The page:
You gotta love some baseball controversy.


On March 30th, 2002... Demetrius Jenkins won the WBO Light Heavyweight title and was on top of the world.  In fact, there's a good chance this card depicts him posing right after that fight.  This card just oozes confidence.

He'd enter the ring eleven more times in his career.  Wanna guess how many times he won?  Trust me, it's not pretty.


The final card out of the final pack is of Japanese Hall of Fame pitcher, Jiro Noguchi.  Does this card look familiar?  It should.  It happens to be the same card that Julie sent me last week, but that's okay.  I'll keep the card she sent me in my NPB binder and I'll pass this card along to another Japanese baseball card collector who can use it.

Well that's it for today.  Time for me to go home, pop open a bottle of root beer, and finish up my A Pack To Be Named Later post which will hopefully be up in the next hour or so.

Happy Monday and sayonara!

10 comments:

  1. Really cool cards. I've got to track down a checklist (if it exists) and I may have to try to pick out a few. Primo Carnera is famous in boxing history for really one thing: Being BIG in an era when people weren't that big. He was something like 6'5" which back in the day made you a giant. haha.

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  2. Those are cool....would love to see the whole checklist!

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  3. I heard the boxing name Primo Carnera in the movie Cinderella Man starring Russell Crowe. Primo was one of the fighters James Braddock (Crowe) beat on the way to being heavyweight champion back in the '30s.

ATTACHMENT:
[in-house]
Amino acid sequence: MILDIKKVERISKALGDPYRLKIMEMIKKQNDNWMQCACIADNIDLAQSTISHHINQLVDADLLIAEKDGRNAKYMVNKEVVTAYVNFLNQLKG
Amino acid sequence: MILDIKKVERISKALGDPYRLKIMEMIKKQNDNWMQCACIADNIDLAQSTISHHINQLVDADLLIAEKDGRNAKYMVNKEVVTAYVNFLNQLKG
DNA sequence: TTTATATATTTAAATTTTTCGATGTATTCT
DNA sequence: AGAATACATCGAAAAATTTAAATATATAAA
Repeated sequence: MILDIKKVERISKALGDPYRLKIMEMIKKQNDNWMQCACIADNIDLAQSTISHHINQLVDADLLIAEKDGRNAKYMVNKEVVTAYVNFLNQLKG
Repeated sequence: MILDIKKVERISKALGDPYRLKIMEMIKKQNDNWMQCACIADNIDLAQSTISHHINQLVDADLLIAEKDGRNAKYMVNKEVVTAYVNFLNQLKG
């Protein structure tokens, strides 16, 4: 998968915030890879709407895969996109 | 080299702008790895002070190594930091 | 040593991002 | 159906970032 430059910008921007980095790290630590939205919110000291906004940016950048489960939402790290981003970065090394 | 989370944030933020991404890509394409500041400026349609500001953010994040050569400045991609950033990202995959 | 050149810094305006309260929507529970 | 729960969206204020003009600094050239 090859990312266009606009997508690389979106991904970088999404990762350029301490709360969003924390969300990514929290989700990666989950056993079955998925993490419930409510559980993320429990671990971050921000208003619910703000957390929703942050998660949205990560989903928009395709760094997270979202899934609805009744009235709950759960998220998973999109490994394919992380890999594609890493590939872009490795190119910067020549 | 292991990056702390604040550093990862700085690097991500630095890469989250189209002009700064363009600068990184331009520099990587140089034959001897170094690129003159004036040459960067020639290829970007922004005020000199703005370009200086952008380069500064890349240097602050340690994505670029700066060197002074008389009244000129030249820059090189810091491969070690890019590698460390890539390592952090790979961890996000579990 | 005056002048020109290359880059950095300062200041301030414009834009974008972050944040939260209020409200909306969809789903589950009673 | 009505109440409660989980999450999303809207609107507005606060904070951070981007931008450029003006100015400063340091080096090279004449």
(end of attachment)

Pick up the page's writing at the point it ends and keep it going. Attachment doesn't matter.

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  4. I thought that image of Jesse Lee Tally looked familiar. He was a member of the barnstorming House of David team:

    http://www.peppergame.com/players/PlayerInfo.asp?ID=49

    They stopped having just players from their faith (actually not Jewish) and would hire ballplayers that would have to grow beards to barnstorm with the club.

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  5. I'll say I've heard the name Eppa Rixey but I don't know where. Did you notice the misspelling of Cincinnati? I wonder if that was intentional. Eppa is actually in a number of modern sets including 1961 Fleer (I looked it up). The Tally card is cool.

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  6. Love Helmar stuff - I believe these packs were actually distributed with their line of potato chips. Also, as far as I know, they no longer brew and focus solely on creating their card art.

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  7. Glad you only bought four packs Fuji! I bought ten packs cheap on ebay about a year ago. I fell in love with Helmar sometime before that and was determined to get as many of them as possible. The collation isn't too good. You did well! Yes, Helmar once sold potato chips and haven't sold beer in years. They are in Michigan. These cards are 'Series One'. I have found that Series two through four are nearly unobtainable at a reasonable price. Some were given out only at card shows. If you'd like to see what Helmar is doing these days, check them out on Ebay. It's the only place you can get their cards first hand. The seller id is sirraffles. Check out the description on any card for more information about Helmar. The seller is wonderful! You would be more than surprised what most cards go for.

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  8. I love looking at the Helmar cards, but never pulled the trigger. They do all kinds of cool stuff with Honus Wagner.

    I bet I could find beer you like!

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  9. Those Helmars are beauties. You've peaked my interest.

    BTW...I went to school with Primo Carnera's nephew (might have been great-nephew..not sure).

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  10. Cool looking cards! Was not familiar with them prior to this.